Beyond Geometry (Help me please!)

A literary-minded student's contribution to my classroom decor

A literary-minded student’s contribution to my classroom decor

In my fifth year teaching high school geometry, an opportunity has come to me that seems interesting, challenging, and worthwhile. So, in addition to integrating the Common Core’s version of high school geometry into our school’s math program, the lot has fallen upon me to do the necessary research for (what could become) our school’s new AP Calculus class. Well, actually, I kind of requested the job because I need the hours for my masters program and I would be interested in teaching the class once it is planned.

Okay, so confession: I don’t have any idea what I’m looking at or looking for. I took calculus as a high school senior several (or more) years ago. I took Calc 1 at Lansing Community College and Calc 2 at Western Michigan University. I’d like to think that I could give the students a better experience than I had. In that mindset, I’ve spent the last two hours or so looking at different unit plans, textbooks, labs, and syllabi. I even put “the best calculus textbook in the English-speaking world” into a Bing search bar to see what came up. (Nothing useful, by the way.)

So, here’s where you can help.

I need advice. What are the best textbooks? What should I look for? What are my red flags?

I’m very inclined to project-based, or at least student-centered curricula. What resources are you familiar with that will support the students in an exploration of calculus instead of a year-long teacher presentation?

Can you provide links to awesome problems or labs?

All suggestions and recommendations is welcome. Even a word or two of advice would be welcome. Load up the comments. If it’s longer, andrew.shauver@gmail.com is the way to get ahold of me.

Thanks for everything!

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8 thoughts on “Beyond Geometry (Help me please!)

  1. Howdy! I sent you some resources via email. However, in terms of textbooks, I’ve done my research on a bunch of them a few years ago, and I strongly felt that the Rogawski text [http://www.whfreeman.com/catalog/static/whf/rogawski2epreview/] was far superior than the alternatives. Clear examples, not trying to intimidate students, good problems.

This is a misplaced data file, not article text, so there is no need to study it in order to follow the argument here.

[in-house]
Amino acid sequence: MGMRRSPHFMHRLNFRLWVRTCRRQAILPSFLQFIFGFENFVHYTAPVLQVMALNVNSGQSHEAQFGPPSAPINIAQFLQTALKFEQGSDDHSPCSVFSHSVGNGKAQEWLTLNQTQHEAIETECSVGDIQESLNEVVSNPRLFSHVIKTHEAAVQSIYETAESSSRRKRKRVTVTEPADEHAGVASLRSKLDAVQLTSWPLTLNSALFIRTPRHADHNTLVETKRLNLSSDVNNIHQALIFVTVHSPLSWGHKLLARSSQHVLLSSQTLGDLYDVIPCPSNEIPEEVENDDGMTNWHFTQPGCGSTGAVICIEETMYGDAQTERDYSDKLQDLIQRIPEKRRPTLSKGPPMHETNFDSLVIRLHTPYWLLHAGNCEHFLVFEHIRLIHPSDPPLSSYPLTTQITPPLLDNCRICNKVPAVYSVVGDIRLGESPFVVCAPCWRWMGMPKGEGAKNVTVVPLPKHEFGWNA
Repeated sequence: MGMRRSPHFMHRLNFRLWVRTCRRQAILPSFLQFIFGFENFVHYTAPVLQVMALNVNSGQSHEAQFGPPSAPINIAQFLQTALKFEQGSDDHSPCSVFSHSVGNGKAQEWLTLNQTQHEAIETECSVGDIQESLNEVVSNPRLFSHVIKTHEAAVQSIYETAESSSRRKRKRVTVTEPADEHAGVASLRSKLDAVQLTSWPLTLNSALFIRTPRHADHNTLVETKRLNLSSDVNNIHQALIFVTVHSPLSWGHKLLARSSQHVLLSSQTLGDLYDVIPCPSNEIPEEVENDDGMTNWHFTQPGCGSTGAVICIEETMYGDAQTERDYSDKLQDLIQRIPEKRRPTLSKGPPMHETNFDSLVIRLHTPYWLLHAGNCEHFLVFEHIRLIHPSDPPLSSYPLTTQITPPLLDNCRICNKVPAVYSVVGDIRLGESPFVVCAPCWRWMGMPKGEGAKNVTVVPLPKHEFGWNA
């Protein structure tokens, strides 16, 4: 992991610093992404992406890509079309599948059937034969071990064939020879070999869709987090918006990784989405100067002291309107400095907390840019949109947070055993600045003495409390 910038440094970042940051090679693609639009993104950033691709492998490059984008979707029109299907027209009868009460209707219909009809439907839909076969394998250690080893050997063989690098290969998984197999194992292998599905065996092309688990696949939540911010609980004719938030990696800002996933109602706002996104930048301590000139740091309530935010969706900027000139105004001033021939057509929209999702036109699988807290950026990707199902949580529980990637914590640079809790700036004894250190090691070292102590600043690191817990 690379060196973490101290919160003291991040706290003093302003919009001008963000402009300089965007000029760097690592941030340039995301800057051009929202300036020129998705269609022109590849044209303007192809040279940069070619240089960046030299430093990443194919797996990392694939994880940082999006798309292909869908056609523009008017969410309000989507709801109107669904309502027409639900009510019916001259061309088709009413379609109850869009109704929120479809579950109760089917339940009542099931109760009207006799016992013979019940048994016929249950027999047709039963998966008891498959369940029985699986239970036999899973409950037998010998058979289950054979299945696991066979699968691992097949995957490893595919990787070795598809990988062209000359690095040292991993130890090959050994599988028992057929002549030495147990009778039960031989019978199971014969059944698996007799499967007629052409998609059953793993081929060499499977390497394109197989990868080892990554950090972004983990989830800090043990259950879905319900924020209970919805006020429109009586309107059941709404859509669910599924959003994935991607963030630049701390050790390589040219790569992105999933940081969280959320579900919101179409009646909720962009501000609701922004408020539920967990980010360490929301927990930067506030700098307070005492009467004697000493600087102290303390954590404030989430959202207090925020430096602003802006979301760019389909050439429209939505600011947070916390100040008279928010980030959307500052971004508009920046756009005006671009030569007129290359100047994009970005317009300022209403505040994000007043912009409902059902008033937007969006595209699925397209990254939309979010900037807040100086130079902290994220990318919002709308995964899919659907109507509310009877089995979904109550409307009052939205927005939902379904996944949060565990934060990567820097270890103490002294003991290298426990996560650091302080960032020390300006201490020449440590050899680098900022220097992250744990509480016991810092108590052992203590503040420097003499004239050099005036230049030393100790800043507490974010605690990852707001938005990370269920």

I don’t really use a textbook in my non-AP calculus class (though I used to use Rogawski), but both the AB and BC calculus teachers have adopted Rogawski and have been pleased with it.

    • I very much appreciate it. I have received word that there is no money available for a textbook so I will be looking forward to gathering resources. It is encouraging to know that you don’t use a text, so I know it can be done and done well.

      Thank you so much for sharing. I assure you, I won’t delete anything. It is possible you will be hearing from me as I explore with questions. Thanks again. This is why I love the blogging community.

  2. You might be interested in taking a look at my calculus course at mooculus.osu.edu

    The resources (textbook, online homework system, lecture videos) are all freely available.

    • I appreciate your willingness to share. I will be looking forward to gathering resources, especially since I just found out that there is no money for a text. So, thank you very much. It is very possible that you will be hearing from me with questions as I explore your offering. This is why I love the blogging community.

  3. I almost finished with my first year teaching AP Calculus. I would strongly advise you attend AP training. I used the website http://www.chaoticgolf.com The website is based on a textbook and I used the same book, but it is not necessary. There are videos for every lesson, guided notes, and practice pages. My students would watch the videos for extra help or if they were absent. I used his guided notes to teach. It was very helpful for my first year. I high recommend the site. I also used the master math mentor website. I used his activities called Step By Steps. It really helped to prepare my students for the AP Free Response sections. Good luck!

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